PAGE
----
Once clinicians try to apply these CPGs they soon realize that even the most comprehensive or structured guideline cannot anticipate every variation in a patient's clinical response to treatment. Some patients will respond to medication at a lower than recommended dose. Others will have partial responses to medication, take much longer than expected to respond to treatment, or require higher doses of medication than those specified in the guideline. Still others will have debilitating adverse effects. At each step along the way, physicians will have to make decisions about many factors, including the type and dosage of medication. Given these problems, how do physicians incorporate guidelines into their practices and integrate them with their clinical judgment?
One intriguing answer to this question comes from an ethnographic study by Gabbay and le May15 of how physicians in 2 British general medical practices used CPGs in the course of making clinical decisions. The investigators discovered that the physicians in the study examined CPGs informally (eg, if they came from an authoritative source such as a professional group) to make sure that their own practice was in reasonable compliance with the standards of care. They had access to the Internet and several expert systems, but rarely used information from these sources or from research in their work.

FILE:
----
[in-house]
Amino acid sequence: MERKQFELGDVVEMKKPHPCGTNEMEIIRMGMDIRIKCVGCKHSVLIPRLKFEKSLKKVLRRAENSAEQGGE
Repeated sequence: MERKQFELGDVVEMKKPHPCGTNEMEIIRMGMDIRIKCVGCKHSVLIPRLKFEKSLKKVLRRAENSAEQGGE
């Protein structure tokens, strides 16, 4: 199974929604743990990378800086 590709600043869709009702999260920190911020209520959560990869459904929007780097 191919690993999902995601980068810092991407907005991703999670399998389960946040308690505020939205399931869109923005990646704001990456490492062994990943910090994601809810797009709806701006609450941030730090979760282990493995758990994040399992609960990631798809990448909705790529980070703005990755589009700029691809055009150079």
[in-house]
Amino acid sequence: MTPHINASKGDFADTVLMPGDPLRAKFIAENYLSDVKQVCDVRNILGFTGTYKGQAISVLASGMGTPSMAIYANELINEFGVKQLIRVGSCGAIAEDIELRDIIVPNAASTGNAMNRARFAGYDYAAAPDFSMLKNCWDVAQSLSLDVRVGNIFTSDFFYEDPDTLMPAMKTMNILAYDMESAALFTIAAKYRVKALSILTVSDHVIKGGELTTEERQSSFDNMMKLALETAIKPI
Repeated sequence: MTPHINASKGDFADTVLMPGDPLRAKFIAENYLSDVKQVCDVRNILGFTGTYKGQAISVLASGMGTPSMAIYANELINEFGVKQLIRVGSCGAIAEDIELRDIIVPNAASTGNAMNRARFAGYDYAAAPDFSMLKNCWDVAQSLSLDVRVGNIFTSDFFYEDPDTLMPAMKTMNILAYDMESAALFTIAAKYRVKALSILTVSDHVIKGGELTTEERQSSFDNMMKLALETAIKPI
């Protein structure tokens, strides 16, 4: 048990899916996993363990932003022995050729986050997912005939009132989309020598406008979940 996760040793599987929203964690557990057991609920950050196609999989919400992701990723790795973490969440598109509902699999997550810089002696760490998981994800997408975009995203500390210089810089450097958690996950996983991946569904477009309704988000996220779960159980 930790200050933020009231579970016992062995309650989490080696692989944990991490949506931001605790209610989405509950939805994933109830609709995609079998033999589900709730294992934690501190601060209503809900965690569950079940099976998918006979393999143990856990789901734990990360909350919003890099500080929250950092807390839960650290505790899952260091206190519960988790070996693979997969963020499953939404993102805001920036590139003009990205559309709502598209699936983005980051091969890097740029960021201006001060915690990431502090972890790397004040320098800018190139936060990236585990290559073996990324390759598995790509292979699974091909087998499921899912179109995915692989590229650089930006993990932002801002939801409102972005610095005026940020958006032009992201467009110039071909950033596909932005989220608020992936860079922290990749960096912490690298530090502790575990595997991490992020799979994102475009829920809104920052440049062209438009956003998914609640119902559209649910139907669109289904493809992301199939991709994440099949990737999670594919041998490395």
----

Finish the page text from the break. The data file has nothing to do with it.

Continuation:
Instead, they relied on what the authors called mindlines-collectively reinforced, internalized tacit guidelines-that were based on some reading, but mainly on interactions with colleagues, especially with trusted sources such as opinion leaders. These mindlines were adjusted over time by experiences with patients, reading, and continuing meetings and discussions with colleagues within their communities of practice. CPGs were only one of the many sources of information that the clinicians used to inform their clinical practice.
These results are consistent with the findings of an earlier study of the diffusion of medical innovation.16 That study of the prescription of a new antibiotic by a large group of general practitioners in the Midwest also showed that discussions with colleagues who had prescribed the antibiotic were one of the major factors influencing physicians to adopt the new drug.
The concept of tacit knowledge used by Gabbay and le May requires some elaboration. Tacit knowledge was defined by Polanyi17,18 as knowledge gained in practice as opposed to empirical knowledge gained from formal sources, such as research, lectures, or reading. Clinicians usually cannot explain the basis of their tacit knowledge because it often contains hazy ideas that do not follow the rigorous forms of traditional logic. It could be thought of as professional intuition or common sense based on extended clinical experience.